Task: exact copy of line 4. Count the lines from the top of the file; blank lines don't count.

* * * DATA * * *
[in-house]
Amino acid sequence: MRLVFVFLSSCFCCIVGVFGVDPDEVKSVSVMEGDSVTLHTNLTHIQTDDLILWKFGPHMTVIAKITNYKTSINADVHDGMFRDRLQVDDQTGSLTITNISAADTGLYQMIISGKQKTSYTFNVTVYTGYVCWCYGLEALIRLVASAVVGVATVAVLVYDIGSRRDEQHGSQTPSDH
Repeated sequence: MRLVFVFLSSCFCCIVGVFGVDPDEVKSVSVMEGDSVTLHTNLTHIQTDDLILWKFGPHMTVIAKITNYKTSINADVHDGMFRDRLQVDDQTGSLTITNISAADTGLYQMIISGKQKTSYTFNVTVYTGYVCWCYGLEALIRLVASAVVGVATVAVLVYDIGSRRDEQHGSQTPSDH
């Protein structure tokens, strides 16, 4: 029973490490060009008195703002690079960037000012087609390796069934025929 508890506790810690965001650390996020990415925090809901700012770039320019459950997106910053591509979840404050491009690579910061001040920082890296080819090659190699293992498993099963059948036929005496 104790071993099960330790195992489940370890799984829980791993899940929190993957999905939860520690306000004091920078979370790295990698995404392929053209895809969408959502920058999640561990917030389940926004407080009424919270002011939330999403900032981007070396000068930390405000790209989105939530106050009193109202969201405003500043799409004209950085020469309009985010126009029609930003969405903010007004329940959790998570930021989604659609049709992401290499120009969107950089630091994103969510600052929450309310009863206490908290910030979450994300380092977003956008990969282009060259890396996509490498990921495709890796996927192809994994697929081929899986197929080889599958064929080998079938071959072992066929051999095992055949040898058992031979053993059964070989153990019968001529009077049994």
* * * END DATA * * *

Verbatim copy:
């Protein structure tokens, strides 16, 4: 029973490490060009008195703002690079960037000012087609390796069934025929 508890506790810690965001650390996020990415925090809901700012770039320019459950997106910053591509979840404050491009690579910061001040920082890296080819090659190699293992498993099963059948036929005496 104790071993099960330790195992489940370890799984829980791993899940929190993957999905939860520690306000004091920078979370790295990698995404392929053209895809969408959502920058999640561990917030389940926004407080009424919270002011939330999403900032981007070396000068930390405000790209989105939530106050009193109202969201405003500043799409004209950085020469309009985010126009029609930003969405903010007004329940959790998570930021989604659609049709992401290499120009969107950089630091994103969510600052929450309310009863206490908290910030979450994300380092977003956008990969282009060259890396996509490498990921495709890796996927192809994994697929081929899986197929080889599958064929080998079938071959072992066929051999095992055949040898058992031979053993059964070989153990019968001529009077049994």